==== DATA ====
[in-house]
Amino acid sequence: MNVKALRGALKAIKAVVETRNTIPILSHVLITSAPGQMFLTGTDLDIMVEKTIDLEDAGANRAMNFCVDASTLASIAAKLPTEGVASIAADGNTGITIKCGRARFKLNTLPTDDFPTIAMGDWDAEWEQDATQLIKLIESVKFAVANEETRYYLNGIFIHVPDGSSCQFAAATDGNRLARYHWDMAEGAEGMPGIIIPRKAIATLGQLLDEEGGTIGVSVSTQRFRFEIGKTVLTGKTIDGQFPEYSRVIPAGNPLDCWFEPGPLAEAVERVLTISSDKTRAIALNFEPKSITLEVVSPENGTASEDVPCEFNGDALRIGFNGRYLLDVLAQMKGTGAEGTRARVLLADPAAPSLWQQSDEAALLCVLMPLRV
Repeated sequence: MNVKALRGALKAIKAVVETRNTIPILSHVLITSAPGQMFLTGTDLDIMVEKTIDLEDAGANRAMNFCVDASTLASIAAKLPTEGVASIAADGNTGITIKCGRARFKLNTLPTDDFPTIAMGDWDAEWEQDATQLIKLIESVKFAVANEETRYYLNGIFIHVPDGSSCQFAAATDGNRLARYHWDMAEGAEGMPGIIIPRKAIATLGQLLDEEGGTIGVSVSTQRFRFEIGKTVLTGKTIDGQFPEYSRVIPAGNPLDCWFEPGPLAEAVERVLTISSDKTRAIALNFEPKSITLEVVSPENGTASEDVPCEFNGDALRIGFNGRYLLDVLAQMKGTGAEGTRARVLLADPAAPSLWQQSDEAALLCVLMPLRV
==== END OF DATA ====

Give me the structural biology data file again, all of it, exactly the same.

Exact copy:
[in-house]
Amino acid sequence: MNVKALRGALKAIKAVVETRNTIPILSHVLITSAPGQMFLTGTDLDIMVEKTIDLEDAGANRAMNFCVDASTLASIAAKLPTEGVASIAADGNTGITIKCGRARFKLNTLPTDDFPTIAMGDWDAEWEQDATQLIKLIESVKFAVANEETRYYLNGIFIHVPDGSSCQFAAATDGNRLARYHWDMAEGAEGMPGIIIPRKAIATLGQLLDEEGGTIGVSVSTQRFRFEIGKTVLTGKTIDGQFPEYSRVIPAGNPLDCWFEPGPLAEAVERVLTISSDKTRAIALNFEPKSITLEVVSPENGTASEDVPCEFNGDALRIGFNGRYLLDVLAQMKGTGAEGTRARVLLADPAAPSLWQQSDEAALLCVLMPLRV
Repeated sequence: MNVKALRGALKAIKAVVETRNTIPILSHVLITSAPGQMFLTGTDLDIMVEKTIDLEDAGANRAMNFCVDASTLASIAAKLPTEGVASIAADGNTGITIKCGRARFKLNTLPTDDFPTIAMGDWDAEWEQDATQLIKLIESVKFAVANEETRYYLNGIFIHVPDGSSCQFAAATDGNRLARYHWDMAEGAEGMPGIIIPRKAIATLGQLLDEEGGTIGVSVSTQRFRFEIGKTVLTGKTIDGQFPEYSRVIPAGNPLDCWFEPGPLAEAVERVLTISSDKTRAIALNFEPKSITLEVVSPENGTASEDVPCEFNGDALRIGFNGRYLLDVLAQMKGTGAEGTRARVLLADPAAPSLWQQSDEAALLCVLMPLRV